"Right To Die" Case Closing Arguments Scheduled Monday After Defense Calls It a Day


Jurors apparently won't be hearing from the two Final Exit Network defendants in a classic "right-to-die" case involving the assisted suicide of a mentally troubled Phoenix woman.

Attorneys for the pair, Dr. Larry Egbert and Frank Langsner, told Superior Court Judge Paul McMurdie yesterday afternoon that they don't plan to call any witnesses in the case, which touches on profound moral, ethical and legal issues.

Scottsdale resident Langsner, who is 86, is charged with manslaughter (under an assisting suicide statute) and conspiracy to commit manslaughter. Egbert,  the medical director of the right-to-die organization Final Exit Network and a professor at Johns Hopkins University in Maryland, is charged with conspiracy to commit manslaughter.

Readers of this blog know basic details of the case, which are available right here -- a story we cobbled together months after the April 12, 2007, suicide of Jana Van Voorhis.

Jurors today continued to consider testimony from Wye Hale-Rowe, a one-time "senior exit guide" for the Final Exit Network. She'd flown to Arizona to "direct" (her word) the suicide by helium inhalation of Van Voorhis, who had joined the organization ($50 for a membership) weeks before what it calls "the death event."   

Hale-Rowe pleaded guilty to reduced charges last year in return for her testimony.

She confirmed that she and Langsner advised Van Voorhis how to attach a hose to a pair of helium tanks, to don an oxygen-eliminating hood snugly over one's head, and then to self-asphyxiate by inhaling the helium.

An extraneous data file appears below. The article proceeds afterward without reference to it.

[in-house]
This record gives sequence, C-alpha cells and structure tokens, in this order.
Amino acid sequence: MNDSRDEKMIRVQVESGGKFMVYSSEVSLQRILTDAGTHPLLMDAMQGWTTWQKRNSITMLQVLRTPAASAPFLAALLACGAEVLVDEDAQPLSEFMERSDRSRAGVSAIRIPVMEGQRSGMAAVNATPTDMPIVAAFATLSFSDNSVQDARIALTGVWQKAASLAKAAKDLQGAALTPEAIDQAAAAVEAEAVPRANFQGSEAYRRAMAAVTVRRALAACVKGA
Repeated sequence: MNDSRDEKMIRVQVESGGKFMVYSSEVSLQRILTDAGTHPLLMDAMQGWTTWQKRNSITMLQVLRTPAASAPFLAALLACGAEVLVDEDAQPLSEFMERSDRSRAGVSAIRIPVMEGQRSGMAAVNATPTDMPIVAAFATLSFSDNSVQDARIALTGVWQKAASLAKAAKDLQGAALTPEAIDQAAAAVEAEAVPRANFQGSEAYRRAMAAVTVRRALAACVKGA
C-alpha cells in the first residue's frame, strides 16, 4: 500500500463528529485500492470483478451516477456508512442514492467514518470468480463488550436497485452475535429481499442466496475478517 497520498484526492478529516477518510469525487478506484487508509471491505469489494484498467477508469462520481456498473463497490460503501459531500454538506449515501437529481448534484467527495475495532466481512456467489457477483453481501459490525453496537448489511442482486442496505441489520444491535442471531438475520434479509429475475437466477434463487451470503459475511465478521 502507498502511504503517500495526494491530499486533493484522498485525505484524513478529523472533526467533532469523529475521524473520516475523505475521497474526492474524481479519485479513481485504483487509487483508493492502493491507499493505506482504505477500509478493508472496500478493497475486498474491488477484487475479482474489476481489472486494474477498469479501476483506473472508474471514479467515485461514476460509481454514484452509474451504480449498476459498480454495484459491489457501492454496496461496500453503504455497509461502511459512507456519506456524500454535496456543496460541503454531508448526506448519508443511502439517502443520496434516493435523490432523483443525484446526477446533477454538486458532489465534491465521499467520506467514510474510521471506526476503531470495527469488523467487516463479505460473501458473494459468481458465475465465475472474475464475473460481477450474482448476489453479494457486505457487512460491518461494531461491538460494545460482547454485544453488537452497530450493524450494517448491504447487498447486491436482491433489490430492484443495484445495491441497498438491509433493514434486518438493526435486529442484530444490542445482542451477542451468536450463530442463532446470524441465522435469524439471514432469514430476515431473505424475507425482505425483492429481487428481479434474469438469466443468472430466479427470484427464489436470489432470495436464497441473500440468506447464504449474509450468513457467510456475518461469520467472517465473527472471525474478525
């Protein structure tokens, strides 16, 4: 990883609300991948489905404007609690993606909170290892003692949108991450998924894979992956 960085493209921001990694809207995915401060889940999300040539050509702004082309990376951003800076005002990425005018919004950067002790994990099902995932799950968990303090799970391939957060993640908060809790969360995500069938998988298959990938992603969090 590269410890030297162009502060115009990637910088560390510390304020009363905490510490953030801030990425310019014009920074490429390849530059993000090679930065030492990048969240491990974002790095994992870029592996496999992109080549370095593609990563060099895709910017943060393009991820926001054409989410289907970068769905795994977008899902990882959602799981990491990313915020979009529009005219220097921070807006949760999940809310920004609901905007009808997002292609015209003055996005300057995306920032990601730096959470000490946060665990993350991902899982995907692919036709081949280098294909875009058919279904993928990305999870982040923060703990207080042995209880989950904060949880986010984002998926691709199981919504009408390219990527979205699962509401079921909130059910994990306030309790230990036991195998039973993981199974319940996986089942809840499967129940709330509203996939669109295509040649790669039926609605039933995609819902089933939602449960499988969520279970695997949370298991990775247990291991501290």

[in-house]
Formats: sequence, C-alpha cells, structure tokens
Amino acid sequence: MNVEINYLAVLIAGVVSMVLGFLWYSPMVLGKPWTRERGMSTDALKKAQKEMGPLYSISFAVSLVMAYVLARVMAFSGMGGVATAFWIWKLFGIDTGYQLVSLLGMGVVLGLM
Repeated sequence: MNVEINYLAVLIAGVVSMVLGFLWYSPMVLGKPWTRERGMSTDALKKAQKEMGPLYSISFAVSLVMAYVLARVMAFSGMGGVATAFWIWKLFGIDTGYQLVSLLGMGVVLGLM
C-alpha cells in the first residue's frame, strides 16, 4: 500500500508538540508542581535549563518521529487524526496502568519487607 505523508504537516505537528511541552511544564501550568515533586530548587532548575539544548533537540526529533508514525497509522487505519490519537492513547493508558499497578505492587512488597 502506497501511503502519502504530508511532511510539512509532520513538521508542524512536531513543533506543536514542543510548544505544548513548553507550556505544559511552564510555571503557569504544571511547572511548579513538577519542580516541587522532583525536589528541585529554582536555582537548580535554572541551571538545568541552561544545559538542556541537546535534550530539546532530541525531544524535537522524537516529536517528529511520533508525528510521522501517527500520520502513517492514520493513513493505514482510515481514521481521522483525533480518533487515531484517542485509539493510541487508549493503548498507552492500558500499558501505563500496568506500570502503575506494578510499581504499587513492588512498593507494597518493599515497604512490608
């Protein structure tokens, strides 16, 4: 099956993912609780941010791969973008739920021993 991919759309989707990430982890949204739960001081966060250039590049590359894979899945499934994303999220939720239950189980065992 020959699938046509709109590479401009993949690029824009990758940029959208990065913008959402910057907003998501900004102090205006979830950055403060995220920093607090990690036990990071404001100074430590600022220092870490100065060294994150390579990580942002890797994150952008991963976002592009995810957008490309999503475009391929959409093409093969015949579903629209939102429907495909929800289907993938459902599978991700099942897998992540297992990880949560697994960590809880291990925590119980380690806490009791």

Her testimony was compelling, though the fact that Van Voorhis was not suffering a terminal illness made it equally creepy.

Hale-Rowe, who is a retired therapist also in her 80s, seemed to want to diminish Langsner's possible criminal culpability. Yet she conceded that Langsner had been in contact with Van Voorhis for weeks before the suicide, and had mentored her through several steps toward a possible "hastened death" (as the Final Exit crew likes to call it).

Hale-Rowe said she hadn't contacted medical director Egbert about the Van Voorhis case before the suicide. Egbert's attorney, a savvy old pro from Atlanta named Donald Samuel, asked the woman why she and Langsner had taken pains to keep both their presence and the fact of the suicide from Van Voorhis' sister, Viki Thomas.

"She said her sister would put her away if she knew she was thinking about dying, about ending her life," Hale-Rowe replied. 

"Did you encourage her to end her life?" Samuel asked.


"Did you advise her that she should commit suicide?"


"Was it her choice?"

"Yes. Not only her choice -- her request."

The barrister's questions were purposeful: Samuel likely was trying to deflect what prosecutors are bound to argue in their closings -- that Frank Langsner (and by proxy, Dr. Egbert -- who "approved" Final Exit's involvement in the suicide) aided, abetted, advised and otherwise illegally helped the 58-year-old woman to kill herself.

We are usually in the ballpark when it comes to predicting outcomes of trials, having been sitting through them for more years than we like to think about.

This one, however, is tricky.

At this point late in the proceedings, we just can't see a unanimous guilty verdict against either of the right-to-die octogenarians. 

Surely, stay tuned.

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